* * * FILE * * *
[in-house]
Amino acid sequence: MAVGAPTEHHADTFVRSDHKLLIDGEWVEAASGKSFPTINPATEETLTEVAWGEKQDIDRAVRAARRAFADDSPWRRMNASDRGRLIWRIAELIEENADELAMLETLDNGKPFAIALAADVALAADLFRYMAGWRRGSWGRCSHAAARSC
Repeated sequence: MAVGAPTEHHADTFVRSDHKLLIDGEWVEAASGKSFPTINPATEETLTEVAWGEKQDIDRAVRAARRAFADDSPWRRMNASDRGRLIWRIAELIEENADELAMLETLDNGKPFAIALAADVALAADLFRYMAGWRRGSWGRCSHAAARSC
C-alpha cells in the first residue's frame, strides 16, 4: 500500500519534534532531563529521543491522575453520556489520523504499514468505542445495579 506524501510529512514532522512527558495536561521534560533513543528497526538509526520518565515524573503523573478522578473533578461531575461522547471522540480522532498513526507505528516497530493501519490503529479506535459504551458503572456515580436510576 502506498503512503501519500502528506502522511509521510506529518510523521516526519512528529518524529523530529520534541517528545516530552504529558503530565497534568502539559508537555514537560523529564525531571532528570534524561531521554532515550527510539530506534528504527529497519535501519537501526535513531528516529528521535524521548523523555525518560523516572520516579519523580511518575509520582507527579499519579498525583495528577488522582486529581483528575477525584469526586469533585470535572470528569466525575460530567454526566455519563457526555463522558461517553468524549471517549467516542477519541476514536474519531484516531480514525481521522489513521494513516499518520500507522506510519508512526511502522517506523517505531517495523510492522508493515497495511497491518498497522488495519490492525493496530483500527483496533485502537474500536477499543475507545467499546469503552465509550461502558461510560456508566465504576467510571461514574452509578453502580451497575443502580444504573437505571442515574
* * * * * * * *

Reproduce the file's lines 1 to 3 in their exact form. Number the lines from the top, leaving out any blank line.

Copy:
[in-house]
Amino acid sequence: MAVGAPTEHHADTFVRSDHKLLIDGEWVEAASGKSFPTINPATEETLTEVAWGEKQDIDRAVRAARRAFADDSPWRRMNASDRGRLIWRIAELIEENADELAMLETLDNGKPFAIALAADVALAADLFRYMAGWRRGSWGRCSHAAARSC
Repeated sequence: MAVGAPTEHHADTFVRSDHKLLIDGEWVEAASGKSFPTINPATEETLTEVAWGEKQDIDRAVRAARRAFADDSPWRRMNASDRGRLIWRIAELIEENADELAMLETLDNGKPFAIALAADVALAADLFRYMAGWRRGSWGRCSHAAARSC